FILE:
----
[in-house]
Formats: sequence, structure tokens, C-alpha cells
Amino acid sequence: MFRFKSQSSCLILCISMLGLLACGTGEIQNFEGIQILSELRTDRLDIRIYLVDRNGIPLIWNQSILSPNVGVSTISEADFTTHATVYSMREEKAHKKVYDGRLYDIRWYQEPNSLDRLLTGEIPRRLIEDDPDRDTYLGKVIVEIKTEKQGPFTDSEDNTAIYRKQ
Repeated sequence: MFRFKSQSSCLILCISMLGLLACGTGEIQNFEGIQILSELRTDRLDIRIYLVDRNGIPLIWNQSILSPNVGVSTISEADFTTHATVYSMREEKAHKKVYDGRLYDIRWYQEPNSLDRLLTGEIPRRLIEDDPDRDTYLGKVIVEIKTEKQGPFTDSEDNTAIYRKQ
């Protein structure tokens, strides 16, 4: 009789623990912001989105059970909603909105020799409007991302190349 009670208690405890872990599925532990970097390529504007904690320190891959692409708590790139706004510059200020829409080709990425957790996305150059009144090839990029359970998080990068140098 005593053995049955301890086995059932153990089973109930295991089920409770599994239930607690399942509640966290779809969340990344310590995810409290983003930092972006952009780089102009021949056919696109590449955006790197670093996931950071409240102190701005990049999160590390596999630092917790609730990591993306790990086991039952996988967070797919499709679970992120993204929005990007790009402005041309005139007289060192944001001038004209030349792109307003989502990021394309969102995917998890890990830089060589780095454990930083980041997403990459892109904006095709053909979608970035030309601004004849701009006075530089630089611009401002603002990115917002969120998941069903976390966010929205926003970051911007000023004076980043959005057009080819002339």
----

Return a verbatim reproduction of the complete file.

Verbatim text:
[in-house]
Formats: sequence, structure tokens, C-alpha cells
Amino acid sequence: MFRFKSQSSCLILCISMLGLLACGTGEIQNFEGIQILSELRTDRLDIRIYLVDRNGIPLIWNQSILSPNVGVSTISEADFTTHATVYSMREEKAHKKVYDGRLYDIRWYQEPNSLDRLLTGEIPRRLIEDDPDRDTYLGKVIVEIKTEKQGPFTDSEDNTAIYRKQ
Repeated sequence: MFRFKSQSSCLILCISMLGLLACGTGEIQNFEGIQILSELRTDRLDIRIYLVDRNGIPLIWNQSILSPNVGVSTISEADFTTHATVYSMREEKAHKKVYDGRLYDIRWYQEPNSLDRLLTGEIPRRLIEDDPDRDTYLGKVIVEIKTEKQGPFTDSEDNTAIYRKQ
């Protein structure tokens, strides 16, 4: 009789623990912001989105059970909603909105020799409007991302190349 009670208690405890872990599925532990970097390529504007904690320190891959692409708590790139706004510059200020829409080709990425957790996305150059009144090839990029359970998080990068140098 005593053995049955301890086995059932153990089973109930295991089920409770599994239930607690399942509640966290779809969340990344310590995810409290983003930092972006952009780089102009021949056919696109590449955006790197670093996931950071409240102190701005990049999160590390596999630092917790609730990591993306790990086991039952996988967070797919499709679970992120993204929005990007790009402005041309005139007289060192944001001038004209030349792109307003989502990021394309969102995917998890890990830089060589780095454990930083980041997403990459892109904006095709053909979608970035030309601004004849701009006075530089630089611009401002603002990115917002969120998941069903976390966010929205926003970051911007000023004076980043959005057009080819002339």